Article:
- The Washington Times - Thursday, September 30, 2004

Woe betook the perennial partygoers who didn’t have a personal digital calendar or personal-private-and-executive assistant to keep them organized this week.

How else could social swells have managed the dizzying round of galas, openings, benefits, literary dinners and other glam-o-ramas that had them racing about madly so as not to miss a single one?

The very merry go-round started Sunday with the National Symphony’s gala, boasting the highest-priced ticket for the most number of people ever — a record-breaking 1,000 guests paying a minimum $1,000 apiece. (How will they top that at the orchestra’s 75th anniversary next year?)

#”Jim Johnson said, ‘I’ve got it,” was how Roger Sant, who co-chaired the gala with his wife, Vicki, remembered the former Kennedy Center chairman announcing his idea for setting the $60,000 price for top tables. The magic number, of course, referred to maestro Leonard Slatkin’s 60th birthday celebration, a three-step fling (cocktails, concert and dinner dance) that began at 5 and ended six hours later.

The birthday boy’s reaction? “I have some really nice friends,” was Mr. Slatkin’s remark after an all-star performance by Emanuel Ax, Joshua Bell, Itzhak Perlman and Sir James Galway (among many others) that ended with pal Marvin Hamlisch’s wildly inventive classical take on “Happy Birthday” in the manner of Mozart, Bach and Beethoven.

The event also was a debut opportunity for newly installed KenCen Chairman Stephen A. Schwarzman to press the flesh and hype the center’s wares by boasting that the evening had “more genius, more artistry, more talent than anywhere in the world tonight.”

Mr. Schwarzman said he expects to be in town every two weeks at least, using his own helicopter to commute from New York. Fortunately, he doesn’t need more than a few hours’ sleep a night.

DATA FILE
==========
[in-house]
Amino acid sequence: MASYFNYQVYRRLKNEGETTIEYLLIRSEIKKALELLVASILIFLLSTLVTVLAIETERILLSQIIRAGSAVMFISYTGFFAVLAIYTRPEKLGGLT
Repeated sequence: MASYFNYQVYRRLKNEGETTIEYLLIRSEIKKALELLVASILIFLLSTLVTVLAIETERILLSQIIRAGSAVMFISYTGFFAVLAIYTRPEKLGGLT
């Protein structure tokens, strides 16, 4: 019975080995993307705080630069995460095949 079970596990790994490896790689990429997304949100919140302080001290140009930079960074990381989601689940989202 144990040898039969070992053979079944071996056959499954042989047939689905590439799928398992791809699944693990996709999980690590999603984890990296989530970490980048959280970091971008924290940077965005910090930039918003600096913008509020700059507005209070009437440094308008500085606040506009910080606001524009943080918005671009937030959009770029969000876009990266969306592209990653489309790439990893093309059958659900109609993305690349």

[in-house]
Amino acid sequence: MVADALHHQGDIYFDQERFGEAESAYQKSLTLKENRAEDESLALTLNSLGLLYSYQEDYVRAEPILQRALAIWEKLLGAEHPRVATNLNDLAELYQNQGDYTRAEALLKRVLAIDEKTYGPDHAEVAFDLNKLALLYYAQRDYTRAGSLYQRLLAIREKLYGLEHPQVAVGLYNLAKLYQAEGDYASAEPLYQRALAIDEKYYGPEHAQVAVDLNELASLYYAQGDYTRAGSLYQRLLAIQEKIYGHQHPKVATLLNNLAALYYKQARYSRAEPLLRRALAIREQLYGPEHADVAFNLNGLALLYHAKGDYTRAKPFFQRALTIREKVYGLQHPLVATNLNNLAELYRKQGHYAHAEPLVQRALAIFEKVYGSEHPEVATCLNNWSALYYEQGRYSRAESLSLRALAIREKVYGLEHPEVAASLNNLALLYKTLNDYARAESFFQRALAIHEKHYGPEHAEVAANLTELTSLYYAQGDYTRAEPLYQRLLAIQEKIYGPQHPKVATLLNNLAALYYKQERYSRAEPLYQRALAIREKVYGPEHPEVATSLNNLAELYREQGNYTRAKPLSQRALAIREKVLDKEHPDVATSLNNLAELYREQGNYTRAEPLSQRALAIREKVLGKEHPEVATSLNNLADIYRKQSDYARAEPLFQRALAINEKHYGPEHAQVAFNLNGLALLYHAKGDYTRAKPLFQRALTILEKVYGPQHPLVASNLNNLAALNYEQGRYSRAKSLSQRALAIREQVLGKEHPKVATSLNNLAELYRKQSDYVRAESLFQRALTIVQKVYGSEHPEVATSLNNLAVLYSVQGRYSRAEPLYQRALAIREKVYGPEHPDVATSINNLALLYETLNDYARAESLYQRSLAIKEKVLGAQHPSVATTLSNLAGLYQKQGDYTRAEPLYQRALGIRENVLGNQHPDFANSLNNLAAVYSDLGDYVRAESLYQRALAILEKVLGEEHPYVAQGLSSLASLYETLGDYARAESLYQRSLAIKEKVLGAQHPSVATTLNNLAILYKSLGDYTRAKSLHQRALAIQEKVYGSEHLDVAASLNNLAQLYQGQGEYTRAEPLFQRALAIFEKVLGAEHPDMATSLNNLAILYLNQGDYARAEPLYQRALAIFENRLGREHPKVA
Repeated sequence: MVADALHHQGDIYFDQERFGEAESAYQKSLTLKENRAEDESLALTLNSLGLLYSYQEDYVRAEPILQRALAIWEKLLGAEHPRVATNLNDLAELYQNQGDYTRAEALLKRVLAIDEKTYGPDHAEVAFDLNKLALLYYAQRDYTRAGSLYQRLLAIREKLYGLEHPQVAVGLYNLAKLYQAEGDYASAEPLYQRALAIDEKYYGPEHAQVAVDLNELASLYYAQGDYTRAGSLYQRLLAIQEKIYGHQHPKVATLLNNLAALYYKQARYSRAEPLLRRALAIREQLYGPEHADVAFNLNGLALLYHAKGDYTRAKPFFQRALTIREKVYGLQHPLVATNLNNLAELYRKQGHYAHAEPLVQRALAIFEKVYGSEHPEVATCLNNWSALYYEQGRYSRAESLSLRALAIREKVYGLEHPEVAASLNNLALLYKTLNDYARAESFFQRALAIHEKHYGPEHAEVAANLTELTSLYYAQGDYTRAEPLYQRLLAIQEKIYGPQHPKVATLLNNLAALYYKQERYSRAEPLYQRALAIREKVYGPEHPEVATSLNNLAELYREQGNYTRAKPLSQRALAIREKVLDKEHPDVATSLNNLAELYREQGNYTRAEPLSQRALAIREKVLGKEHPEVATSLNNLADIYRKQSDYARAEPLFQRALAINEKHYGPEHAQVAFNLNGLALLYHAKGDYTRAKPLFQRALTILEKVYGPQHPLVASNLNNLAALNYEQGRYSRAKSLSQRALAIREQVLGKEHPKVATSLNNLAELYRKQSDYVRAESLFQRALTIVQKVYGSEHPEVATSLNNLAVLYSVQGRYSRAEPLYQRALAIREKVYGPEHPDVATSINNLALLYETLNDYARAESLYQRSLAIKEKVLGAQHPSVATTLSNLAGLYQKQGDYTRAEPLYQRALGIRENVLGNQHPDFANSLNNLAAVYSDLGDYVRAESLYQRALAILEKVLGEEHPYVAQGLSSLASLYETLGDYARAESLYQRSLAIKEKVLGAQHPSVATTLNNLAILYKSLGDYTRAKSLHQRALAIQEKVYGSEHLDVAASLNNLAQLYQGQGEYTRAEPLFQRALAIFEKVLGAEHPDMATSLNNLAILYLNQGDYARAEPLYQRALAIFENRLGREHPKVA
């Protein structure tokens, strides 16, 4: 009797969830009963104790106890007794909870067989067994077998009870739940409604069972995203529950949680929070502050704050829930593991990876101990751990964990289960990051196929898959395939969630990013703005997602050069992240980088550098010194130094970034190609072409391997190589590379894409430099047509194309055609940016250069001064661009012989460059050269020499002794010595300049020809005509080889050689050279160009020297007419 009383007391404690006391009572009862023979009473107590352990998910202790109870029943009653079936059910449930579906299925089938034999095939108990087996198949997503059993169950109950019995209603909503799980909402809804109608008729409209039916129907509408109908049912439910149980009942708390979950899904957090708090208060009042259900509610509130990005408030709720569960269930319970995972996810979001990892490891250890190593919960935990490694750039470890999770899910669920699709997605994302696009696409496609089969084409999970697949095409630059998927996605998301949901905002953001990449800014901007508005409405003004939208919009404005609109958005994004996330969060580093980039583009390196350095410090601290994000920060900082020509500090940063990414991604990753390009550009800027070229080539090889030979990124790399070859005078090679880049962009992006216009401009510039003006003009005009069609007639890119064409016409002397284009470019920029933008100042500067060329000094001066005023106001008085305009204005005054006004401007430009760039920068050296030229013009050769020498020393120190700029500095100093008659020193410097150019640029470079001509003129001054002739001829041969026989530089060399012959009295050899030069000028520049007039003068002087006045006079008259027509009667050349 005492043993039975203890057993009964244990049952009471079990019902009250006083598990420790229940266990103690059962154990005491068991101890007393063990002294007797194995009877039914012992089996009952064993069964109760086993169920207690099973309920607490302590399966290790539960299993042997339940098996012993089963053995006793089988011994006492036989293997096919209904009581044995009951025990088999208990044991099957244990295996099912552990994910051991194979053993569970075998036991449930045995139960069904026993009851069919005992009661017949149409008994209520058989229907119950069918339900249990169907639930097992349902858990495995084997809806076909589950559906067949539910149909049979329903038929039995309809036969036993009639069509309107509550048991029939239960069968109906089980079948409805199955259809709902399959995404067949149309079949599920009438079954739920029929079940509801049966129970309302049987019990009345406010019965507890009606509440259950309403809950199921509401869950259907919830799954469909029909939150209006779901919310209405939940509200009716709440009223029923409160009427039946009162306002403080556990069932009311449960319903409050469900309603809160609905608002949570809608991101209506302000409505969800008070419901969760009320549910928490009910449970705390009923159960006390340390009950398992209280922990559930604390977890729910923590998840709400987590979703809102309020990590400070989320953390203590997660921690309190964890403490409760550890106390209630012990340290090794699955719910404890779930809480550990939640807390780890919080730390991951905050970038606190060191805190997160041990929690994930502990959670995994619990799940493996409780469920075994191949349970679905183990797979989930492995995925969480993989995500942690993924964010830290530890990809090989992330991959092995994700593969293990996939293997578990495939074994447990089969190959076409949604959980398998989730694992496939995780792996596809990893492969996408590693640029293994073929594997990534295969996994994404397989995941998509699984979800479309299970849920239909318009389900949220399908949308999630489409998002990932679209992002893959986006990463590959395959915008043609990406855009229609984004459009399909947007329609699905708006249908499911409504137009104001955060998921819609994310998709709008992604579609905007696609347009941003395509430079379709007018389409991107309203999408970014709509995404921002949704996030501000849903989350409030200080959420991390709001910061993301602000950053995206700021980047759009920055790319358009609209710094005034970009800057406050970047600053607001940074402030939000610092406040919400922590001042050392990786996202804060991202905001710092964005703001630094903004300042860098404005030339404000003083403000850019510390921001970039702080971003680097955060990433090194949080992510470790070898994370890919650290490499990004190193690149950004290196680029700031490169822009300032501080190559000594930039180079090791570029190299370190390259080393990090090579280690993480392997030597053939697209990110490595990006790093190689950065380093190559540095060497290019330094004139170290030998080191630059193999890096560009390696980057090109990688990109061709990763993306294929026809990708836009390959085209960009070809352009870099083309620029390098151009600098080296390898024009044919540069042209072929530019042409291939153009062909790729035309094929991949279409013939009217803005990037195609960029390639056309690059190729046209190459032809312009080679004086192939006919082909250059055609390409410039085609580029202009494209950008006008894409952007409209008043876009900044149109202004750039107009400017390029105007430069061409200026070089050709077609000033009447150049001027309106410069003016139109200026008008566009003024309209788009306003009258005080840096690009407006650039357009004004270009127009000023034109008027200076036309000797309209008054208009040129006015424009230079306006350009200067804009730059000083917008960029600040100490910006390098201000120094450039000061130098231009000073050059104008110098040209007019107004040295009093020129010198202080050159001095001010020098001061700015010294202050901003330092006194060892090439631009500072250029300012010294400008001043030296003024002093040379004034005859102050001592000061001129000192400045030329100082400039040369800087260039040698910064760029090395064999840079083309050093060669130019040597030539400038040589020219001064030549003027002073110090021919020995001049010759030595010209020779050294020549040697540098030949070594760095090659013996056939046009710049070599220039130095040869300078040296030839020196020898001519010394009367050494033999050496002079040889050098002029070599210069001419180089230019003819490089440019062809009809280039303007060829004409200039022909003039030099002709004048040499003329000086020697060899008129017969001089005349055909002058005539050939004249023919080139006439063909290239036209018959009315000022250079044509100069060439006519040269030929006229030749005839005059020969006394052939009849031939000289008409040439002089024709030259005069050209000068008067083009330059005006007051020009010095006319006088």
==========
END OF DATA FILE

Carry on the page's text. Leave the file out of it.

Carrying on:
The occasion was something of an insiders’ gathering. Supreme Court justices mixed with senators, Bush administration heavyweights, corporate titans and on-air personalities, including Fox-TV’s Chris Wallace (who celebrated his new book, “Character: Profiles in Presidential Courage,” at Ted Leonsis’ McLean home the next night).

About 800 philanthropic friends answered the call to preview the Smithsonian’s new National Museum of the American Indian Monday as well, taking advantage of an early opportunity to tour the grand limestone edifice and enjoy an evening of American Indian performances and cuisine.

Alma Powell organized the event with Dorothy McSweeny, Sharon Blackwell and Jan Smith Donaldson.

Guests sporting American Indian dress or accessories drew admiring glances from those in standard “business attire,” especially Marlene Malek (wearing a fantastic turquoise necklace designed by her daughter, Michelle du Pont), Toni Gore (in an Eskimo parka from her home state of Alaska) and Sen. Ben Nighthorse Campbell, whose jewelry designs are known and admired throughout the world.